What is the Zika virus?
The Zika virus is a mosquito-transmitted infection related to dengue, yellow fever and West Nile virus. Although it was discovered in the Zika forest in Uganda in 1947 and is believed to be common across Africa and Asia, it did not begin spreading widely in the Western Hemisphere until recently — perhaps sometime in 2013, although its presence was not confirmed until May 2015, when it was identified as the “mystery disease” sweeping across northeast Brazil.
How does a mosquito transmit Zika?
Only female mosquitoes bite people: they need blood to lay eggs, while males drink plant nectar. In the female, the virus travels from the gut to the salivary glands and is injected into the next human victim. When a mosquito bites, it first injects an anti-coagulant saliva so blood does not clog its strawlike proboscis.
What areas is Zika likely to reach?
Zika is spread by mosquitoes of the Aedes genus, which can breed in a pool of water as small as a bottle cap and usually bite in daytime. The yellow fever mosquito, Aedes aegypti, takes several bites for each blood meal and prefers biting people; it accounts for most Zika infections. This mosquito is common in the United States typically only in Florida and along the Gulf Coast, although it has been found as far north as Connecticut in hot weather.
The Asian tiger mosquito, Aedes albopictus, also can transmit the virus, but not as effectively. It bites many kinds of animals and is found as far north as Maine and Minnesota in summer, and also in Hawaii.
Can the Zika virus be sexually transmitted?
Yes. Although experts believe that the vast majority of Zika infections are transmitted by mosquitoes, sexual transmission has been reported in 10 countries, including the United States, France, Germany, Italy and New Zealand.
In all known cases as of late June, transmission has been from a man to a woman or to another man, not from a woman to anyone else. The Zika virus has clearly been transmitted by vaginal and anal sex, and possibly by oral sex.
Viral RNA has been found in semen more than two months after symptoms disappeared. Scientists believe the prostate or testes serve as a reservoir, sheltering the Zika virus from the immune system. In at least one case, a man who never had Zika symptoms transmitted it sexually.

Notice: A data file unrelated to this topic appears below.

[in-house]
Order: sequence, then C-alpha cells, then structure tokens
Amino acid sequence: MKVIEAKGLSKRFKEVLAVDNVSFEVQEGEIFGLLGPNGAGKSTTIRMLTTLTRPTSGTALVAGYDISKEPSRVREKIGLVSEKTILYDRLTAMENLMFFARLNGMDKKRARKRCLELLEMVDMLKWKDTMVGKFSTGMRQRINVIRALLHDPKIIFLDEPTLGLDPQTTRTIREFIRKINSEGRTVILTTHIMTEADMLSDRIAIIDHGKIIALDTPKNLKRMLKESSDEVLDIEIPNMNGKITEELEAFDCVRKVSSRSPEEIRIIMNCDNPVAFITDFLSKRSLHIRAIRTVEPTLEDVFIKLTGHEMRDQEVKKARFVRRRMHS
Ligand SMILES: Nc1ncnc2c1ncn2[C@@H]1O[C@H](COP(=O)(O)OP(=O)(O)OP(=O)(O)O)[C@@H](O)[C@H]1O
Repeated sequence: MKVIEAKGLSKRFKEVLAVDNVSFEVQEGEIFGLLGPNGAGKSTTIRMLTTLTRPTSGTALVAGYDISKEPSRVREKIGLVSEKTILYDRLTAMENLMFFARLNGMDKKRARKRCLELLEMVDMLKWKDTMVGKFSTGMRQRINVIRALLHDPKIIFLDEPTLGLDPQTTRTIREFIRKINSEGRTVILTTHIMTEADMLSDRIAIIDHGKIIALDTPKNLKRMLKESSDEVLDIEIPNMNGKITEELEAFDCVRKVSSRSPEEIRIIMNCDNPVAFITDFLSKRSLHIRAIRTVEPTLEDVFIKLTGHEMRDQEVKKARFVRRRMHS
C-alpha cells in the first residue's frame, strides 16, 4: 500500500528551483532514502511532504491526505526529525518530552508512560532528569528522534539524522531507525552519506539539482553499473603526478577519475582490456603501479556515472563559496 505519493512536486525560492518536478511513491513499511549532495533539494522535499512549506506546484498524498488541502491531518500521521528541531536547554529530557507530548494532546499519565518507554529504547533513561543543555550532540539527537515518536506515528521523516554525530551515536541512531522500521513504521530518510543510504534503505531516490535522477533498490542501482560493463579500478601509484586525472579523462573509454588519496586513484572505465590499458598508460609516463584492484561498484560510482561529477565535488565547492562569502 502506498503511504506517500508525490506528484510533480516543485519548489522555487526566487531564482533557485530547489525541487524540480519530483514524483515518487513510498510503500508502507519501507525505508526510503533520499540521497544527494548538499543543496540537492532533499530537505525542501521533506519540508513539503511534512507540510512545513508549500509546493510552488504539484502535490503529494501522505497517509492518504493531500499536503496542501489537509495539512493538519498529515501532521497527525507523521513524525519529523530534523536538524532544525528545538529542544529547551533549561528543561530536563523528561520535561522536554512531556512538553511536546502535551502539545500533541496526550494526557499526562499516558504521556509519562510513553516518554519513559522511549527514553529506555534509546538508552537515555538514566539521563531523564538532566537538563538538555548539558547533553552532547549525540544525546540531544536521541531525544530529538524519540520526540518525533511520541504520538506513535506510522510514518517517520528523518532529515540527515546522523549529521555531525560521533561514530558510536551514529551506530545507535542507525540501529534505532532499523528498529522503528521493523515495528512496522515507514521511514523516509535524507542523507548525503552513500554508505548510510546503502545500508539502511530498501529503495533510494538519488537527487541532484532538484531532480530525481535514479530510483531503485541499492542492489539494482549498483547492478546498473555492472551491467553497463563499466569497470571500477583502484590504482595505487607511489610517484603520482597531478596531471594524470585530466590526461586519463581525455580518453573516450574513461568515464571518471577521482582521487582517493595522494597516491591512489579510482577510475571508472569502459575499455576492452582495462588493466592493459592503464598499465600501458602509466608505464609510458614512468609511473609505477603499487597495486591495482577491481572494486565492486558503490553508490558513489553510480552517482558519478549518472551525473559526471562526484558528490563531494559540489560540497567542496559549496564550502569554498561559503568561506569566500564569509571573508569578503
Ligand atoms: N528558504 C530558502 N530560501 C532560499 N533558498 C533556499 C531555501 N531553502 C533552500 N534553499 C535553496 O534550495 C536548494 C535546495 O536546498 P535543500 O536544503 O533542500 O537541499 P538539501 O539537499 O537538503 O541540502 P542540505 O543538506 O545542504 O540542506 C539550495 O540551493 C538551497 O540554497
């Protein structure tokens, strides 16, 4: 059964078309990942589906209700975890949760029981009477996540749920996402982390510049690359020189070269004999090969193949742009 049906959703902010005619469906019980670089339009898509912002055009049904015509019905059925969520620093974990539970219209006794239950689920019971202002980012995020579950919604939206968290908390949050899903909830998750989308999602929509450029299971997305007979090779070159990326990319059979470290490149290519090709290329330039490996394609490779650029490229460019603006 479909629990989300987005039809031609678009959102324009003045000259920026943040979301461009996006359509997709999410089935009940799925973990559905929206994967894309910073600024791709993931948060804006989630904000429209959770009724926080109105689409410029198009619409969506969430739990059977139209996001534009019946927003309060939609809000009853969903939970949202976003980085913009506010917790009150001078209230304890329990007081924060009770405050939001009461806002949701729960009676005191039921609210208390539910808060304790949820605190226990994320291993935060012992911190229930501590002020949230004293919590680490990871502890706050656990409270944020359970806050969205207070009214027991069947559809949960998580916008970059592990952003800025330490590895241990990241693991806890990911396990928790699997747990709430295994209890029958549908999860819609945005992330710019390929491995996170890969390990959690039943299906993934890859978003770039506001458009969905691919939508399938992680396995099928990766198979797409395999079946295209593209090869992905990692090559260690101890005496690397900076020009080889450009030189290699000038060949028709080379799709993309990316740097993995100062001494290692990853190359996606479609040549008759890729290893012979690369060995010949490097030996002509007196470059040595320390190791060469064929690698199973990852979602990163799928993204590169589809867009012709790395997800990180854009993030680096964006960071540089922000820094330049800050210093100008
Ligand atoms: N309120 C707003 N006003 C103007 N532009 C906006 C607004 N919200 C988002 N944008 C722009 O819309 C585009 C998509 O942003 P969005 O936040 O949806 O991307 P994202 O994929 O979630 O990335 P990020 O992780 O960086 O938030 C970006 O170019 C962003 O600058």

Health authorities now recommend that women who are pregnant or trying to become pregnant avoid contact with semen from men who have visited areas where the virus is transmitted. Pregnant women should abstain until they give birth, or should have sex only with partners using a condom.
To reduce the risk of sexual transmission, health authorities recommend that men who have visited areas in which the Zika virus is transmitted by mosquitos and who have had symptoms avoid unprotected sex for six months. Men who have had no symptoms should wait eight weeks.
How might Zika cause brain damage in infants?
Experts aren’t yet certain. Although it is known that the virus causes brain damage, the mechanism is still being studied. The virus can cross the placenta and attack fetal nerve cells, including some that develop into the brain. The radial glial cells, which form the initial “scaffolding” that guides other fetal brain cells into place, appear particularly vulnerable.
What is microcephaly?
An unusually small head, often accompanied by brain damage.
Babies with microcephaly have unusually small heads. Normally, some degree of microcephaly occurs in 1 in 5,000 to 1 in 10,000 of all births. In roughly 15 percent of cases, a small head is just a small head, with no effect on the infant.
But infection with the Zika virus causes a severe form of microcephaly. The brain may stop growing and be small and smooth, lacking the normal indentations. The long nerves connecting the eyes and ears to the brain may be damaged. Children may suffer from constant seizures or be born with permanently rigid limbs.
Microcephaly can also be caused by other infections of the fetus, including German measles (also known as rubella), toxoplasmosis (a disease caused by a parasite found in undercooked meat and cat feces) and cytomegalovirus.
Microcephaly may also result from alcoholism, drug use or some industrial toxins during pregnancy, or from severe malnutrition of the mother. It can be caused by complications of diabetes and by the genes like those that cause Down syndrome.
There is no treatment for the brain damage.
Is there a treatment?
No. The C.D.C. does not recommend a particular antiviral medication for people infected with the Zika virus. The symptoms are mild – when they appear at all – and usually require only rest, nourishment and other supportive care.